CAAMFest 2024: Light of the Setting Sun

Going into this film, I didn’t know much about Light of the Setting Sun except from the CAAMFest program description:

Candid conversations meet photographic scenes, as the details of violence begin to take shape, and we witness how deep the secrets were held in the members of her family. When immigration to a far away place like the US should feel like an appropriate distance to leave everything behind, it’s not. It can’t ever be. Light of The Setting Sun is a poetic family portrait of what’s been left unsaid and how the shadows of the Chinese Communist Revolution of 1949 would leave indelible scars on her family. We find ourselves rooting for the truth, no matter how challenging the memories are to bear – and in that, we behold the power of the storyteller that asks the necessary in order to break generational trauma.”

This documentary was very much a cinematic memoir by Taiwanese American director Vicky Du, profiling her hidden family secrets of inter-generational trauma and the barriers geography, culture, language and memory over time. I think any immigrant child growing up in the United States, not necessarily just Taiwanese Americans, could relate to this film.

In the post-screening Q&A, Vicky Du expressed gratitude for the audience’s reception of the film and shares personal insights into its creation. Anita Chang and Du discuss the impetus behind the film, which stemmed from her family’s history and struggles with mental health.

Du reflects on her family’s reaction to the film and their ongoing dialogue about it. She also mentioned how the film draws inspiration from literature and discuss her background in studying primate behavioral ecology, which influenced her approach to filmmaking.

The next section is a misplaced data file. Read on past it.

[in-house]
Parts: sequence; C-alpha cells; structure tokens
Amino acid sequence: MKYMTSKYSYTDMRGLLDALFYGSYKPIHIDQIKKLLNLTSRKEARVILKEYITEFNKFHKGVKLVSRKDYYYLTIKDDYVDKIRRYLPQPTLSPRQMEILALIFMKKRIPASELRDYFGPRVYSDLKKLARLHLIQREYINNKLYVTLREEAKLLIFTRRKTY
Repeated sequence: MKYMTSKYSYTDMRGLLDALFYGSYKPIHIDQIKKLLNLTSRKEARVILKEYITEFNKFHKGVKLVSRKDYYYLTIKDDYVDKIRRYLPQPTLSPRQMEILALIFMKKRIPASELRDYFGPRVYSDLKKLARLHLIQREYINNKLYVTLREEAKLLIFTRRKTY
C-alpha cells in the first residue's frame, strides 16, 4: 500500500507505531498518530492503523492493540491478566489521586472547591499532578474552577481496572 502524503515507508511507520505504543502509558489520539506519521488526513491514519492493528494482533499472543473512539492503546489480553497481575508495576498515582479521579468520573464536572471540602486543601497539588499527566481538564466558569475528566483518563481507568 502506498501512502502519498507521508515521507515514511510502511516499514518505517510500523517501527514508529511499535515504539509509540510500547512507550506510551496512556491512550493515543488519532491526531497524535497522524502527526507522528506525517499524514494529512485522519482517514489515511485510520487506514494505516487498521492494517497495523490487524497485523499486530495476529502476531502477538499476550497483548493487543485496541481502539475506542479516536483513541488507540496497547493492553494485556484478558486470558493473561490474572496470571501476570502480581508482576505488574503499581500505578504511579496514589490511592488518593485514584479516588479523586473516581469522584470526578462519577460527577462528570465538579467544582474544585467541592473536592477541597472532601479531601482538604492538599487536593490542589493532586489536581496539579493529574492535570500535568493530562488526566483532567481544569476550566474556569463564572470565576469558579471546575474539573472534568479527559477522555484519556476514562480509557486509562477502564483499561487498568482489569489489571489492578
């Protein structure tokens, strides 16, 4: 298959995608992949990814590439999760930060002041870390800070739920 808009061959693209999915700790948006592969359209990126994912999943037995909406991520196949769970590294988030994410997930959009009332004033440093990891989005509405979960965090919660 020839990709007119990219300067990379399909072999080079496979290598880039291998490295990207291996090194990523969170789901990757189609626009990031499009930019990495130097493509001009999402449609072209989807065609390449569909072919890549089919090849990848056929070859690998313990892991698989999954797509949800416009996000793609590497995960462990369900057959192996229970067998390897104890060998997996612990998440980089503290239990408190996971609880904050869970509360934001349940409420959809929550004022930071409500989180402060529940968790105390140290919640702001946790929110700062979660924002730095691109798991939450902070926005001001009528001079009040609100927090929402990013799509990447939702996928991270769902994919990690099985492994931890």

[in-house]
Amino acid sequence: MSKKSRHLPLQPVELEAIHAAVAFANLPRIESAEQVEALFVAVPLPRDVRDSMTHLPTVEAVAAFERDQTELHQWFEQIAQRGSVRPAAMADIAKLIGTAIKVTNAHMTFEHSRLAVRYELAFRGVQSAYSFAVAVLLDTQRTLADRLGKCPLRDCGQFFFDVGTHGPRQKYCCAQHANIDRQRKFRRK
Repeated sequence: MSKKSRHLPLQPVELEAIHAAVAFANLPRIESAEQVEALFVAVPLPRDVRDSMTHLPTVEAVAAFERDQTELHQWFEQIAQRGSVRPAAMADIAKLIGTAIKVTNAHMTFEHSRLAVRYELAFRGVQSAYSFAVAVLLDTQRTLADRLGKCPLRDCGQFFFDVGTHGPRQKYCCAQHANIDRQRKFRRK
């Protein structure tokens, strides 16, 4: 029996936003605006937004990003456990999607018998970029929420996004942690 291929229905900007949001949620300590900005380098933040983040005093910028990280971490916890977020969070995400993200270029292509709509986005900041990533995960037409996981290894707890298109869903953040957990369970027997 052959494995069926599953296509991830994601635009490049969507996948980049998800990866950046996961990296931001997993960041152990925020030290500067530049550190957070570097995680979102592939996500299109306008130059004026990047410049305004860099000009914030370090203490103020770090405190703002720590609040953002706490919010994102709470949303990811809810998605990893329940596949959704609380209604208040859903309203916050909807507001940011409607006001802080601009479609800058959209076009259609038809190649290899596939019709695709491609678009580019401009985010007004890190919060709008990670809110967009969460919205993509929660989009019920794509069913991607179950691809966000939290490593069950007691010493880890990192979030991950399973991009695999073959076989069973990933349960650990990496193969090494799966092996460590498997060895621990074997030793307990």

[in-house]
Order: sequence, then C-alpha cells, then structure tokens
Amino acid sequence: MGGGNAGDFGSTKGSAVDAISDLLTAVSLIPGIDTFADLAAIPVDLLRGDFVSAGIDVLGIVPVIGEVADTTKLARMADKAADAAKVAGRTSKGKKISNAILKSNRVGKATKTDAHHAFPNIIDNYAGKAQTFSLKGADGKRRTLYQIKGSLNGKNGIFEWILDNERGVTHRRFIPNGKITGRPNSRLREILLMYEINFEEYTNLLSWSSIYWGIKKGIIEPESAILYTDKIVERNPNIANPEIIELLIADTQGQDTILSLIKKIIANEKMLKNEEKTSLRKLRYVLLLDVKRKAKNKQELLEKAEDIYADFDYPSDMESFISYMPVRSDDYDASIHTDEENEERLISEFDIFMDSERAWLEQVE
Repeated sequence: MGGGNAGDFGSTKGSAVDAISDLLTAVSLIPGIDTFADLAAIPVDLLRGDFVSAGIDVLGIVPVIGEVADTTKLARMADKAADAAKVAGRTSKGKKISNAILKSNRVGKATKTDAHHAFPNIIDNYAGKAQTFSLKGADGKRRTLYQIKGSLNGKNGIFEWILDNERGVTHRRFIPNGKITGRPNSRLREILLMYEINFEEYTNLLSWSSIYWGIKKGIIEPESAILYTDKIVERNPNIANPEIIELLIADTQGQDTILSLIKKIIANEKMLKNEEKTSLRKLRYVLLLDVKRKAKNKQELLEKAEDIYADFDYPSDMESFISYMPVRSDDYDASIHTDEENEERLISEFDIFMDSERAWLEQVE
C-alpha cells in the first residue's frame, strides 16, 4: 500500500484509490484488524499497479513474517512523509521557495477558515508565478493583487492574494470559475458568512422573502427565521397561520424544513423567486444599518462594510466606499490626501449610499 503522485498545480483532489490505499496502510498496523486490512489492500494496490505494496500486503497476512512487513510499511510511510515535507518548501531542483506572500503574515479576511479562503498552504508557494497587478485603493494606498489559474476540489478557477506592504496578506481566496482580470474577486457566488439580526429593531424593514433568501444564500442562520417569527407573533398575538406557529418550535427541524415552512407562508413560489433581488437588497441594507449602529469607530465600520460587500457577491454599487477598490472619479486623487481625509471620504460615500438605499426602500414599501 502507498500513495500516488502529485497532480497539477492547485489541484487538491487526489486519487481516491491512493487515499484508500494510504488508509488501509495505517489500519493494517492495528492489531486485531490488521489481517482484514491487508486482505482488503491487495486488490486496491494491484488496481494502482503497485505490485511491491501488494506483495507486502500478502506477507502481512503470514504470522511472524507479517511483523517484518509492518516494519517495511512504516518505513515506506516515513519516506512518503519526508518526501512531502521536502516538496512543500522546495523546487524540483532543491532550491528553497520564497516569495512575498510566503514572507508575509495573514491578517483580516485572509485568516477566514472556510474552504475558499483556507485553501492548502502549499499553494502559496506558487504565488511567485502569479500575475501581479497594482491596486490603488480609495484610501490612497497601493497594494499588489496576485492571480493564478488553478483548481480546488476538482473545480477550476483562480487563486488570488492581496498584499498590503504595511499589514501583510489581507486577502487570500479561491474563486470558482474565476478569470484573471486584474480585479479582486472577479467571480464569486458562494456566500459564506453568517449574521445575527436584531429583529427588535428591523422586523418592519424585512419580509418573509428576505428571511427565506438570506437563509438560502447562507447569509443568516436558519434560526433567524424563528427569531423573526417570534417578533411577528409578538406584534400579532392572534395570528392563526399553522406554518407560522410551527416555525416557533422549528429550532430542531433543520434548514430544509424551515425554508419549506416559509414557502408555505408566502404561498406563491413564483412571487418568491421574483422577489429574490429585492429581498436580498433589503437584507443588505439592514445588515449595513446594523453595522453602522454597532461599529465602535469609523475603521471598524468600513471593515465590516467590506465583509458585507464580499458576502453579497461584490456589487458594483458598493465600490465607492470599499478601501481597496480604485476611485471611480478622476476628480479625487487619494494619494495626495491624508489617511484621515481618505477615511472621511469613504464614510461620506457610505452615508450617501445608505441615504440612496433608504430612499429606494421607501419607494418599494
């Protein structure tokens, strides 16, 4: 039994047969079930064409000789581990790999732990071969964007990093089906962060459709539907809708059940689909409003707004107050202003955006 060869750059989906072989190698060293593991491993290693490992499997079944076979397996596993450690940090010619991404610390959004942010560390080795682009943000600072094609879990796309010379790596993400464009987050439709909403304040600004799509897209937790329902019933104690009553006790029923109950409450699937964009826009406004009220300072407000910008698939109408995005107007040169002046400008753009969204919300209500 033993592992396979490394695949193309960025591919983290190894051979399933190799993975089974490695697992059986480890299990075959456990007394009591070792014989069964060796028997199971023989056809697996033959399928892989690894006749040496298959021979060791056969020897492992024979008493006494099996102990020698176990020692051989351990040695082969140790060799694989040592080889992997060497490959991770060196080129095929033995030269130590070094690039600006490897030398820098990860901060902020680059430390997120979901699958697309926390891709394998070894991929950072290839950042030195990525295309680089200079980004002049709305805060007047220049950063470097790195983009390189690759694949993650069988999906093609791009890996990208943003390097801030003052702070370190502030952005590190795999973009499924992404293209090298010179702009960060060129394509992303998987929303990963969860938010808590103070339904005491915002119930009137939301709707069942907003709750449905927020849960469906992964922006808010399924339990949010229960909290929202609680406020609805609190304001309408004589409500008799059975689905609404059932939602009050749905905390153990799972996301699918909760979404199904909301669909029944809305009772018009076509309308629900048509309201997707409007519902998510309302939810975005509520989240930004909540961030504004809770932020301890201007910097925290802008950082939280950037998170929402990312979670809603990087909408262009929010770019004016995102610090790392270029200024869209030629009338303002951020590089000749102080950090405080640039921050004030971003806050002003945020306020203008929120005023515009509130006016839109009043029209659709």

Du emphasized the importance of patience and understanding when discussing sensitive topics with family members, drawing on their own experiences. She also highlighted the therapeutic value of speaking openly about difficult subjects. Audience questions focused on the film’s themes of intergenerational trauma and the challenges of communication within families. She also shared her thoughts on processing grief and fostering understanding within her family, as well as her hopes for the film’s impact on audiences.

Her documentary will air on PBS in the Fall of 2025.

Thanks for rating this! Now tell the world how you feel - .
How does this post make you feel?
  • Excited
  • Fascinated
  • Amused
  • Disgusted
  • Sad
  • Angry

About John

I'm a Taiwanese-American and was born & raised in Western Massachusetts, went to college in upstate New York, worked in Connecticut, went to grad school in North Carolina and then moved out to the Bay Area in 1999 and have been living here ever since - love the weather and almost everything about the area (except the high cost of housing...)
This entry was posted in 8mm Film Review, Local, Movies, San Francisco Bay Area and tagged , , , , , , , , . Bookmark the permalink.